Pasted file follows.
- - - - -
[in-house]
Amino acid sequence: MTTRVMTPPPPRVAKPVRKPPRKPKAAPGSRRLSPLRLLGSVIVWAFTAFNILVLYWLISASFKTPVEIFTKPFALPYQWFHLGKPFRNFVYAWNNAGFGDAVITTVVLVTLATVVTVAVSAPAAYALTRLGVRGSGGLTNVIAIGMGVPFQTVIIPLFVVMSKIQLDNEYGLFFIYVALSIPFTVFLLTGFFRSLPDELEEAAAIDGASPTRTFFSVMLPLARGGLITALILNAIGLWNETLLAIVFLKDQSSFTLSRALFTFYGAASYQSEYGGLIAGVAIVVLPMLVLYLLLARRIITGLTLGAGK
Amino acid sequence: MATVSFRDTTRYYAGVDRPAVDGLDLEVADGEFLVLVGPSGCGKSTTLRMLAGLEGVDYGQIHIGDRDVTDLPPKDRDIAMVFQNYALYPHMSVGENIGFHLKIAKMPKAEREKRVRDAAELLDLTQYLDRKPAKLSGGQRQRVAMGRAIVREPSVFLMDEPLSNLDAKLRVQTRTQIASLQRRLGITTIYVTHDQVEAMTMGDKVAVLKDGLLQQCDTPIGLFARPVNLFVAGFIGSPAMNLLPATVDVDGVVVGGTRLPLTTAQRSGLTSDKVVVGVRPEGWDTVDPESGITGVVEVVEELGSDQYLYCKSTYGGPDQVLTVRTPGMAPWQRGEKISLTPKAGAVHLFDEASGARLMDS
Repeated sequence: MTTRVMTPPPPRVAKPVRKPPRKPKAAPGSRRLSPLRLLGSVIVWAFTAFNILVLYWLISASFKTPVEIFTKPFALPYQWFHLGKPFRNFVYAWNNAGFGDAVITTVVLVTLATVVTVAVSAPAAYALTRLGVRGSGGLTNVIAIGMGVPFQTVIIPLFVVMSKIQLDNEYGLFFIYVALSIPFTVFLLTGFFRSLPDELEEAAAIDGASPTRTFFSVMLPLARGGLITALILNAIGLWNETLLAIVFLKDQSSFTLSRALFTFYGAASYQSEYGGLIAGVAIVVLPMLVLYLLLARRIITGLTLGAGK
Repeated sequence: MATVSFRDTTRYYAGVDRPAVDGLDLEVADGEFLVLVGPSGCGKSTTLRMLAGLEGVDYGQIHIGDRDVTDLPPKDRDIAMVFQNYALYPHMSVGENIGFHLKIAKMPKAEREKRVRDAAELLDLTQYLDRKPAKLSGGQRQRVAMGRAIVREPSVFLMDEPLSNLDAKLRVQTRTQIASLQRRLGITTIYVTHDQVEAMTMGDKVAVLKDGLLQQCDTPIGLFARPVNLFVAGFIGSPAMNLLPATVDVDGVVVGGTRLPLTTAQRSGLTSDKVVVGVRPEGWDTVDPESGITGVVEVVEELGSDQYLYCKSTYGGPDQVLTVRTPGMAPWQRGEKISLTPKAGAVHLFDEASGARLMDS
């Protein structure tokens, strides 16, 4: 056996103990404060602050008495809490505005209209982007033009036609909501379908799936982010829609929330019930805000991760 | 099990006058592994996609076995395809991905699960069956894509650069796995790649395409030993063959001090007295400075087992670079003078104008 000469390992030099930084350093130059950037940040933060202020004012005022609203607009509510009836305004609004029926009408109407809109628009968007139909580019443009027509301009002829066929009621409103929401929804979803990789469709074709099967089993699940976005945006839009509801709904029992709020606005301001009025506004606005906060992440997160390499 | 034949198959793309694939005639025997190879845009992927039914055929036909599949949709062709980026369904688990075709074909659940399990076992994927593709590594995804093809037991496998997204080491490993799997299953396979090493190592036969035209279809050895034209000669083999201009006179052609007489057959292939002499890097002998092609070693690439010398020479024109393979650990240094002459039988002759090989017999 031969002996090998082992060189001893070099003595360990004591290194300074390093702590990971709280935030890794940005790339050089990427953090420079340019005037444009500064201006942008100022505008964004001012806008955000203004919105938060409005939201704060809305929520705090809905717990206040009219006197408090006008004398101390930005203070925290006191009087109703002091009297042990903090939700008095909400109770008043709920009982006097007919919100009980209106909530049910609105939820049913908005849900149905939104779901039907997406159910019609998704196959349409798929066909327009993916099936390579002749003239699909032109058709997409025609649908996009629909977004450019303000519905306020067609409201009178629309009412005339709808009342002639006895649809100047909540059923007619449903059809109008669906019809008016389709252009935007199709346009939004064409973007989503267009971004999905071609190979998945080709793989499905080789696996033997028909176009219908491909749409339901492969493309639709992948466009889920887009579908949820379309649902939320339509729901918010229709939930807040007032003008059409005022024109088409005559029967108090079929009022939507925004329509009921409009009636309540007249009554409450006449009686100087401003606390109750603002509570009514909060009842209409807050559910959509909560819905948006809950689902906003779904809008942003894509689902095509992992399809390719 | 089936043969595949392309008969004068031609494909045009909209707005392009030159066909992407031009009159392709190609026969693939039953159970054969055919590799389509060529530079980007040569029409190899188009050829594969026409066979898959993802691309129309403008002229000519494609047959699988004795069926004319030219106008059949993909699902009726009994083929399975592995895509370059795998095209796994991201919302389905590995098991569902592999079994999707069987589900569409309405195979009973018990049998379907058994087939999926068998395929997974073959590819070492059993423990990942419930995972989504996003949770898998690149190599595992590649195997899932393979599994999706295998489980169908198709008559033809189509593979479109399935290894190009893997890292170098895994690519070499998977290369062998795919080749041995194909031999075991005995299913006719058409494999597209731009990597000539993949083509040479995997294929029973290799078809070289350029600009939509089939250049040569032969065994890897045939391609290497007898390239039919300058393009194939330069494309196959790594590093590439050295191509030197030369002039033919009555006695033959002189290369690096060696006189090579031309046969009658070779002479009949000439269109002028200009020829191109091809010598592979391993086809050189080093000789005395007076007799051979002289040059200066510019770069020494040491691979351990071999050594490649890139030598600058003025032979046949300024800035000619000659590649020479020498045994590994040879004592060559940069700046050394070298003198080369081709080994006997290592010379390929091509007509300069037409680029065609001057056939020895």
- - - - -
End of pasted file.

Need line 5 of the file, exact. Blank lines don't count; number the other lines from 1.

Repeated sequence: MATVSFRDTTRYYAGVDRPAVDGLDLEVADGEFLVLVGPSGCGKSTTLRMLAGLEGVDYGQIHIGDRDVTDLPPKDRDIAMVFQNYALYPHMSVGENIGFHLKIAKMPKAEREKRVRDAAELLDLTQYLDRKPAKLSGGQRQRVAMGRAIVREPSVFLMDEPLSNLDAKLRVQTRTQIASLQRRLGITTIYVTHDQVEAMTMGDKVAVLKDGLLQQCDTPIGLFARPVNLFVAGFIGSPAMNLLPATVDVDGVVVGGTRLPLTTAQRSGLTSDKVVVGVRPEGWDTVDPESGITGVVEVVEELGSDQYLYCKSTYGGPDQVLTVRTPGMAPWQRGEKISLTPKAGAVHLFDEASGARLMDS